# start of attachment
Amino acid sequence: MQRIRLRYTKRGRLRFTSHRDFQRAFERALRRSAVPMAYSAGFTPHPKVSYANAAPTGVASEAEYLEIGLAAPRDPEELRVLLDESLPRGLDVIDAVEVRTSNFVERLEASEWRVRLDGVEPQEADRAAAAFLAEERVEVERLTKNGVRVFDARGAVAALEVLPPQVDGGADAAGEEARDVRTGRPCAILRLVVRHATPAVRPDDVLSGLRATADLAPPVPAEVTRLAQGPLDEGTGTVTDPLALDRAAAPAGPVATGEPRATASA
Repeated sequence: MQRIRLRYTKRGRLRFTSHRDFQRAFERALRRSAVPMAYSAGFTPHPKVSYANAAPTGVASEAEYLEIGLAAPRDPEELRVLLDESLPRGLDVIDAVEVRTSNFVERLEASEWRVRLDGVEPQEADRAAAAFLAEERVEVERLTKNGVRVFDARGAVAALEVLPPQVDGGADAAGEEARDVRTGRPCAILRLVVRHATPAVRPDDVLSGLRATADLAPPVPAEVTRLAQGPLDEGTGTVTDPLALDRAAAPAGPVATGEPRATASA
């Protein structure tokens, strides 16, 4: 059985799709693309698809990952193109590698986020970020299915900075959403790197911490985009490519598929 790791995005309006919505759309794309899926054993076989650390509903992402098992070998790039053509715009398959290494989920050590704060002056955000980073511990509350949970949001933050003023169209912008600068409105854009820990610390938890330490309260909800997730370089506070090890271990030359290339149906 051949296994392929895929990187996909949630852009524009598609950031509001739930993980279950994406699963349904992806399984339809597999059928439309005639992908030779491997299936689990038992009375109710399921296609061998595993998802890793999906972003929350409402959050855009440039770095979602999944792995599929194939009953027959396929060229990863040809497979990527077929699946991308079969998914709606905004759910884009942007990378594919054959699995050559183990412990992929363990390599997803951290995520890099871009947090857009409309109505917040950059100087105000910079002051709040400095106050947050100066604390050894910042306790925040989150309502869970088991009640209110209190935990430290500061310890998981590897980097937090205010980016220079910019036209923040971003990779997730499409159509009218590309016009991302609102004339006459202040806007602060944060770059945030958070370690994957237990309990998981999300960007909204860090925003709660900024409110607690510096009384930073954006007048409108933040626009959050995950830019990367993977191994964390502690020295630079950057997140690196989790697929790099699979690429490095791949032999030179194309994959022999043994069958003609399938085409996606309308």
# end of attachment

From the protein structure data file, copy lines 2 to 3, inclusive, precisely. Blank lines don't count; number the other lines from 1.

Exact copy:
Repeated sequence: MQRIRLRYTKRGRLRFTSHRDFQRAFERALRRSAVPMAYSAGFTPHPKVSYANAAPTGVASEAEYLEIGLAAPRDPEELRVLLDESLPRGLDVIDAVEVRTSNFVERLEASEWRVRLDGVEPQEADRAAAAFLAEERVEVERLTKNGVRVFDARGAVAALEVLPPQVDGGADAAGEEARDVRTGRPCAILRLVVRHATPAVRPDDVLSGLRATADLAPPVPAEVTRLAQGPLDEGTGTVTDPLALDRAAAPAGPVATGEPRATASA
């Protein structure tokens, strides 16, 4: 059985799709693309698809990952193109590698986020970020299915900075959403790197911490985009490519598929 790791995005309006919505759309794309899926054993076989650390509903992402098992070998790039053509715009398959290494989920050590704060002056955000980073511990509350949970949001933050003023169209912008600068409105854009820990610390938890330490309260909800997730370089506070090890271990030359290339149906 051949296994392929895929990187996909949630852009524009598609950031509001739930993980279950994406699963349904992806399984339809597999059928439309005639992908030779491997299936689990038992009375109710399921296609061998595993998802890793999906972003929350409402959050855009440039770095979602999944792995599929194939009953027959396929060229990863040809497979990527077929699946991308079969998914709606905004759910884009942007990378594919054959699995050559183990412990992929363990390599997803951290995520890099871009947090857009409309109505917040950059100087105000910079002051709040400095106050947050100066604390050894910042306790925040989150309502869970088991009640209110209190935990430290500061310890998981590897980097937090205010980016220079910019036209923040971003990779997730499409159509009218590309016009991302609102004339006459202040806007602060944060770059945030958070370690994957237990309990998981999300960007909204860090925003709660900024409110607690510096009384930073954006007048409108933040626009959050995950830019990367993977191994964390502690020295630079950057997140690196989790697929790099699979690429490095791949032999030179194309994959022999043994069958003609399938085409996606309308």